Wednesday, December 11, 2013

Personal narrative on a journey to find the confluence of the Chicago River and the North Shore Channel

On the Saturday after Thanksgiving I walked, without having given it very much forethought, nor having fortified myself with breakfast, nor even with sufficient tea, a distance of about 7 miles from my home to discover the confluence of the North Shore Channel and the Chicago River. The digging of the former waterway was completed in 1909 in order to bear the sewage from Chicago’s prosperous North Shore communities away from Lake Michigan and into the Chicago River. By that time the Chicago River was itself a marvel of engineering, its flow having been reversed so that all soluble, floatable and mobile waste ran west into the Mississippi watershed rather than into the lake.

Breakfastlessly I walked alongside this water, keeping the channel to my left for the first few miles then crossing over into the parks to the east of the channel.  In many places buckthorn, a dominant invasive species in the Midwest, and by some accounts the most common woody plant in Chicago, is so dense that I only rarely saw water. At its densest the soil under these plants is litter-less and rivulets have rent passageways through the channel bank.

Although it was past 10 AM when I walked under the bridge on Lincoln avenue, a homeless man swiveled in his sleeping bag, his head almost fully submerged, trying, on that cold morning, to stay aslumber.  His radio played a Christmas carol on low; a paperback best seller peeped out from one of his bags.  A little further along a woman behind me asked if I had enough food to keep me going.  I turned but she was talking to another homeless fellow so on I walked.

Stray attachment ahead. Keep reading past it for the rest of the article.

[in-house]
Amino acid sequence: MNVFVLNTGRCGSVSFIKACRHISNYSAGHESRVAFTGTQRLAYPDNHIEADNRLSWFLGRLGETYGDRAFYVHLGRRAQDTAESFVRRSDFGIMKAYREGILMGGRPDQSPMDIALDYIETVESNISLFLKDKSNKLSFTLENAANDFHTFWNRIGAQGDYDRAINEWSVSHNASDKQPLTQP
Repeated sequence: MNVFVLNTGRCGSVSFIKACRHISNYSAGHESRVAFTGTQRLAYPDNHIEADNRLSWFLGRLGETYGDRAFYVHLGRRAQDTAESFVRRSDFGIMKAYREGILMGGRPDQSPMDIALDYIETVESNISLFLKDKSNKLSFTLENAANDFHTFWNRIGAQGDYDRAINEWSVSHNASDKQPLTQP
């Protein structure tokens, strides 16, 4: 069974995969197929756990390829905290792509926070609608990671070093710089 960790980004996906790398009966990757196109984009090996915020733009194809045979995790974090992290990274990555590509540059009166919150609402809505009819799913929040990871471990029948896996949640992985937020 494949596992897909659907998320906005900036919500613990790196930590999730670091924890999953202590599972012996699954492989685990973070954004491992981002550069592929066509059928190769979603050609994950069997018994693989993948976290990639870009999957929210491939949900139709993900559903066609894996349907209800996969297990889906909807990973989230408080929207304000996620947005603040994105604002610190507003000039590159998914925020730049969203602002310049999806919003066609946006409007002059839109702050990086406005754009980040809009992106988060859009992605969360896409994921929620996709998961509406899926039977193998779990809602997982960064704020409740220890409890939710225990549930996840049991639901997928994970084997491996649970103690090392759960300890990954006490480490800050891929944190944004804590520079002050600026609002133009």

I had not checked on a map where the confluence occurred, nor did I have a phone that I could consult. I knew that it could not be too far since I had kayaked the Chicago River north of Addison, though that spot was still a few miles to my south. As I walked through a park near Foster Avenue, the Canada geese glanced up from their listless grazing, and I finally spotted the fork where the two waters co-mingle. I could not, however, get close as I was separated from the water by a chain link fence and by phalanxes of those invasive shrubs. I leaned there for a moment against a spindly hackberry.  A Great Blue Heron flapped down to the water’s edge. A little further along I crossed the bridge on Argyle and walked down to the water.  I stood there for a while, and listened to some raucous mallards and looked across what I have been told is the only waterfall within Chicago city limits. The waterfall is concreted heavily and thus the Chicago River, which played no small part in making Chicago the city it is today, spills noiselessly and not especially beautifully into a combined channel with the discharge from the former open sewer.  A family sets up deck chairs on the pavement on the opposite bank.  Supposedly the fishing here is good. Other Chicagoans meandered by as if nothing was happening at all.

Though my achievements were perhaps of a more modest sort, the great German explorer Alexander Von Humboldt could not have been happier as he mapped the Orinoco basin, than I was at my seeing those waters run together.  Mine was not a vast expedition, and my sacrifices were few. But whether I had been the first, or the millionth to see that sight, I had, nonetheless, discovered the meeting of the waters by dint of my own physical effort, and in the process had learned some small things about the workings of the world: spatial relationships between my home and those parks I know less well, their bridges and the streets that surround them. I learned of the tough wintering habits of some homeless people and those who will give them the time of day. I observed the ubiquity of riparian plants and what they can do to soil. I noticed the ways of ice on water, and the twinning of water and birds. And on the walk that returned me to my hearth, I learned about the limits of my own body, as I walked cold, cold streets for mile after urban mile.